But at the same time, we need to remember that we can’t force people to do things they don’t want to do. And if you don’t want to play an instrument or be in the music scene, that’s ok too. I’ve thought a lot about the whole line-ups thing – like Leeds fest not having bands on the bill with women (or fewer) and I’m not sure where I am on that because I’m not sure about all-women stages or line ups just for the sake of it.

I can see the positives and negatives of them… which is probably the sign that I’m being objective in my documentary research!

 

  • Where can we find you?

You can find the documentary [information and trailer] on Facebook – search for “So, which band in your boyfriend in?”. The Indiegogo project is still online too and I’m posting updates when I remember to…  I don’t have a website yet for the documentary but the intention is to get one set up soon. I have loads of behind the scenes and other  photos I want to share at some point.

Oh and if anyone is interested in working with me on the edit… I’d love to hear from you! Or anyone who can fix  audio levels and stuff like that as I might need some help with it soon…

And always looking for awesome music I can include or extra general footage from gigs and festivals!

 

  • What’s your favourite thing right now?

I’ve been enjoying learning to use Ableton! I know that’s a geeky answer. I went to a talk the other night by Rob Tissera (DJ), and he was talking about remixing and making music using Ableton and it inspired me so much! I met him after the talk and he was so enthusiastic and encouraging. Last night I was working on a song using it and it was so much fun.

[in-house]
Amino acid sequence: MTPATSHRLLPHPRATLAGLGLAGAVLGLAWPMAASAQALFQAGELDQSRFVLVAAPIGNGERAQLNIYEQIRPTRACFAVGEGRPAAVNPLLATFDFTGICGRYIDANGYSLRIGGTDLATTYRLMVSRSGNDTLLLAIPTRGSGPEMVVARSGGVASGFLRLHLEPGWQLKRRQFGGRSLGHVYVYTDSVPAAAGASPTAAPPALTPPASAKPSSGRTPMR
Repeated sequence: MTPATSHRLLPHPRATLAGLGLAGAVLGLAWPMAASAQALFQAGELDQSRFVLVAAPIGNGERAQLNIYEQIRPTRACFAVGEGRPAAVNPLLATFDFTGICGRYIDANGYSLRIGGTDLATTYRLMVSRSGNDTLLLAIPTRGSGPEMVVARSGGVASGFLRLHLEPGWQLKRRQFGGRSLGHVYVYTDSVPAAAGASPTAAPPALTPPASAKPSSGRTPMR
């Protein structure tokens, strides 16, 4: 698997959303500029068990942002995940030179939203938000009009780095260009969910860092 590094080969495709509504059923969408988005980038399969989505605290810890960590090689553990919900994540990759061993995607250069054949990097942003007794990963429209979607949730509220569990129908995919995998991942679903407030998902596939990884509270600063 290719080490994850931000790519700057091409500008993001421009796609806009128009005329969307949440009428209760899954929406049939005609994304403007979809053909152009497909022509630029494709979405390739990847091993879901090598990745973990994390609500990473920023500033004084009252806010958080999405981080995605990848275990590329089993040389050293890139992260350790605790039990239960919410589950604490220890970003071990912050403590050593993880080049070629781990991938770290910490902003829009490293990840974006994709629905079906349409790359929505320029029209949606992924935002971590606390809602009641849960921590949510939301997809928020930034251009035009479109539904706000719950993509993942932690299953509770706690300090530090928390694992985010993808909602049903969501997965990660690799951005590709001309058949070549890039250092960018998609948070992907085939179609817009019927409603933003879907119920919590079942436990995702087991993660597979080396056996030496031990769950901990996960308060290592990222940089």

Suzy can usually be found taking photos of bands – of which there is evidence on her website, instagram (@suzyskaphotos) and Flickr – and making music of her own.

She is also in the process of putting together a website, which you will find HERE once it’s up.

 

 

TYCI Blog

We recently contributed a piece to TYCI (I won’t decode that acronym – my mother might be reading – just know that they’re an awesome zine/blog/podcast/collective dedicated to “exploring and celebrating all things femme”).

There’s a taster for you below. Click here to read the rest.


 

On the face of it, the music industry doesn’t look hugely male-dominated. Adele, Rihanna, Beyonce and Sia (to name but a few) all regularly top singles and album charts worldwide and make more money than most of us can fathom.


When we think about gender inequality in the entertainment industries, we tend to think of objectification first and foremost. However, while the objectification is of course a problem, gender inequality in music goes much, much deeper than that…